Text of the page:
Margate’s Turner Contemporary Plans a Bold $7 Million Expansion to Its Seafront Locale

The David Chipperfield-designed gallery looks to build on its success—but is the seaside town ready for a Tracey Emin wing?

Turner Contemporary Gallery, Rendezvous, Margate, Kent, 6th April 2011. Image courtesy Turner Contemporary.

Turner Contemporary is about to get bigger. The David Chipperfield-designed gallery in Margate on England’s southeast coast hopes to build on its success by expanding its seafront footprint, artnet News has learned.

The gallery is discussing a £5.3 million ($6.9 million) expansion project with partners and funders. Turner Contemporary’s waterfront home, which opened in 2001, cost around £17.5 million ($22.9 million).

“The next phase of Turner Contemporary will be designed to ensure that the organization is sustainable into the future,” said gallery director Victoria Pomery in a statement. “After six years of operation and 2.5 million visits, the gallery has been widely acknowledged as the model of arts-led regeneration.” The gallery has helped revive the local economy of the coastal resort, generating an estimated £58 million ($76 million) in the six years since it opened.

A spokesperson for Turner Contemporary confirmed the gallery is developing ideas for the expansion. Arts Council England is backing the scheme and has already approved a £3 million ($3.9 million) stage-one grant application. The gallery is working with its key funder, Kent County Council, to develop a stage-two application. The expansion could be completed by April 2021, according to a council report from September 15. Possible ideas for the expansion include a new building on the seafront adjacent to the existing gallery or converting an existing building.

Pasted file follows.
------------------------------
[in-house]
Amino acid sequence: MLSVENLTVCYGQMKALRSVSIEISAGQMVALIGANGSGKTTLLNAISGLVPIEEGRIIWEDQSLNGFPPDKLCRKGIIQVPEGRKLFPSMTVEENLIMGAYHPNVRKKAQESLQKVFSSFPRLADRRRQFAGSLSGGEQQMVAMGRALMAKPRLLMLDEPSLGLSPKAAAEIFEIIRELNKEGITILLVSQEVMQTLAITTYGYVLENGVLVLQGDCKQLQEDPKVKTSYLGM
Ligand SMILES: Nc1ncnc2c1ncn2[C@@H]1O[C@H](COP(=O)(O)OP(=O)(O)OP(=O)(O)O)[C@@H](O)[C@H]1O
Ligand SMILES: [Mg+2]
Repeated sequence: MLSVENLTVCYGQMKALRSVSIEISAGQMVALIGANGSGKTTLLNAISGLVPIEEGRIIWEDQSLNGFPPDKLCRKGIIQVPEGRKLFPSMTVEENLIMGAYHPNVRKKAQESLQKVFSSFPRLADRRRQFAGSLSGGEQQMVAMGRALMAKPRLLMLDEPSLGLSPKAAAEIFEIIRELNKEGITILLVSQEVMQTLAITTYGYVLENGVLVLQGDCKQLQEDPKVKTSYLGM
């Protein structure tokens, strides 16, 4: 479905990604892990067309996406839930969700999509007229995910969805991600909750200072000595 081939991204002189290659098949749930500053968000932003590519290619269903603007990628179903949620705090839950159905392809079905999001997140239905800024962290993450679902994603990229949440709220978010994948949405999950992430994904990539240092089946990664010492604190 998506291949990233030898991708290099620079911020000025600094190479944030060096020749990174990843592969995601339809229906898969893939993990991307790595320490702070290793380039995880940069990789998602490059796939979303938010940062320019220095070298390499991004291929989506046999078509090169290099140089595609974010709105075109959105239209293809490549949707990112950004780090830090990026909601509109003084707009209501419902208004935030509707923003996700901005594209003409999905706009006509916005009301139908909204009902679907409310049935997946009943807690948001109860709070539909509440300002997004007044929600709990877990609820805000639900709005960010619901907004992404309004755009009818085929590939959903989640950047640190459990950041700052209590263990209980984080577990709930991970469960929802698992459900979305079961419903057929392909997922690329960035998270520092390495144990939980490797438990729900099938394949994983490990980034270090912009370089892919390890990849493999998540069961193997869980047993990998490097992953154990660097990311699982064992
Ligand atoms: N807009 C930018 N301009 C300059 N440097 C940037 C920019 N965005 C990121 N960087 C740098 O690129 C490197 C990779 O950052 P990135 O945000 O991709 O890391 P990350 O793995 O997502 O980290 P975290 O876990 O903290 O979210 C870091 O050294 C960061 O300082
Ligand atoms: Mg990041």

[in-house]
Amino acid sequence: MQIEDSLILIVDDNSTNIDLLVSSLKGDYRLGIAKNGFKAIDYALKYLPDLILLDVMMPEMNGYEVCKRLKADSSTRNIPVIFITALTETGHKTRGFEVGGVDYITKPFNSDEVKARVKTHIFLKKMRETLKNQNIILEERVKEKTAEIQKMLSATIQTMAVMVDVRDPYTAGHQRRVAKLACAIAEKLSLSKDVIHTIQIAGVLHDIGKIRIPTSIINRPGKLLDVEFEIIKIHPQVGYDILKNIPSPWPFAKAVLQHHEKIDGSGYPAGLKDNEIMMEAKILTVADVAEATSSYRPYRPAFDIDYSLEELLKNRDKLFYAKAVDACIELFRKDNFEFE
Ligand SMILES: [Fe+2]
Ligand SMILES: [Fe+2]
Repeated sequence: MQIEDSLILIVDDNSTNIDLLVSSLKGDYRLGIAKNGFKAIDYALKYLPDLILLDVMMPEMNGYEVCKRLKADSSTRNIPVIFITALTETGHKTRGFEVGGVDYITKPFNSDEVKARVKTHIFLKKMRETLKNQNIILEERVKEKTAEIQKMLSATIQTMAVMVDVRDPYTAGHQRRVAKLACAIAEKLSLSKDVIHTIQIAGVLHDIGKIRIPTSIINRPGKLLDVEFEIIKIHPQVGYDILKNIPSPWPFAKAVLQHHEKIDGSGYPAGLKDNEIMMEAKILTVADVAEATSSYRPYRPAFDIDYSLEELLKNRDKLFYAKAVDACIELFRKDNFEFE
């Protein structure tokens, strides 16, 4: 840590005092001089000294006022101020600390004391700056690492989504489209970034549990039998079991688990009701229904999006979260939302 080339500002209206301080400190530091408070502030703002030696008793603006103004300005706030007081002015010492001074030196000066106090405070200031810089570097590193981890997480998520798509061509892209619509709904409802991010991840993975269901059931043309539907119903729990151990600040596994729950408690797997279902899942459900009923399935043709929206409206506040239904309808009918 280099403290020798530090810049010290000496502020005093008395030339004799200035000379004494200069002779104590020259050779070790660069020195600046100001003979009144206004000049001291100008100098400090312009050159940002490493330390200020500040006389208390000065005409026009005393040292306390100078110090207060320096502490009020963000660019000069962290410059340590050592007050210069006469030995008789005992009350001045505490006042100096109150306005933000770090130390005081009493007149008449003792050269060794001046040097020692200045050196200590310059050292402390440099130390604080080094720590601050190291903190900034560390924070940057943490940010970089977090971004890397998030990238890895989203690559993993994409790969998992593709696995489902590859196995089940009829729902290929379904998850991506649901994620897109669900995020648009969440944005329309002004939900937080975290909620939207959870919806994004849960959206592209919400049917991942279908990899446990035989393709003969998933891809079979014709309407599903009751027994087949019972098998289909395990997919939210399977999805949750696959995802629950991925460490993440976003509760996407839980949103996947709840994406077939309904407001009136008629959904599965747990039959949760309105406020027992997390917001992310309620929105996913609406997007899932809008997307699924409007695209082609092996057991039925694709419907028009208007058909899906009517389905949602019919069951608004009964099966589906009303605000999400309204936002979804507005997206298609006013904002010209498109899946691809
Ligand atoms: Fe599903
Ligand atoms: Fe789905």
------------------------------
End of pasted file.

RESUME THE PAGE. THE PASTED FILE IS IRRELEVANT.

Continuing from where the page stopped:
The artist at her exhibition “Tracey Emin ‘My Bed’/JMW Turner” at Turner Contemporary, Margate, on view until January 14, 2018. Photo: Stephen White, courtesy Turner Contemporary.

Margate has become something of a magnet for the creative community in recent years, as artists have been priced out of inner London amid vanishing or unaffordable studios.

Artist Tracey Emin, who originally hails from Margate, recently announced that she will be moving back to her hometown. Speaking to artnet News ahead of the unveiling of a new installation of one of her most famous works, My Bed (1998), Emin said the seaside town has the potential to become a cultural center. “With the influx of creative people coming here en masse, I think Margate has got a really good chance of being a fantastic creative epicenter,” she said. “Why should everything happen in all the big cities anyway?” 

Emin’s return to Margate comes after she was refused planning permission for a David Chipperfield-designed studio and home in Spitalfields, east London, where she had lived for many years. Emin joked about turning Margate’s Turner Contemporary into the “Emin-Turner Contemporary.” “I think we’d have to have a very big extension, wouldn’t we?” she said.


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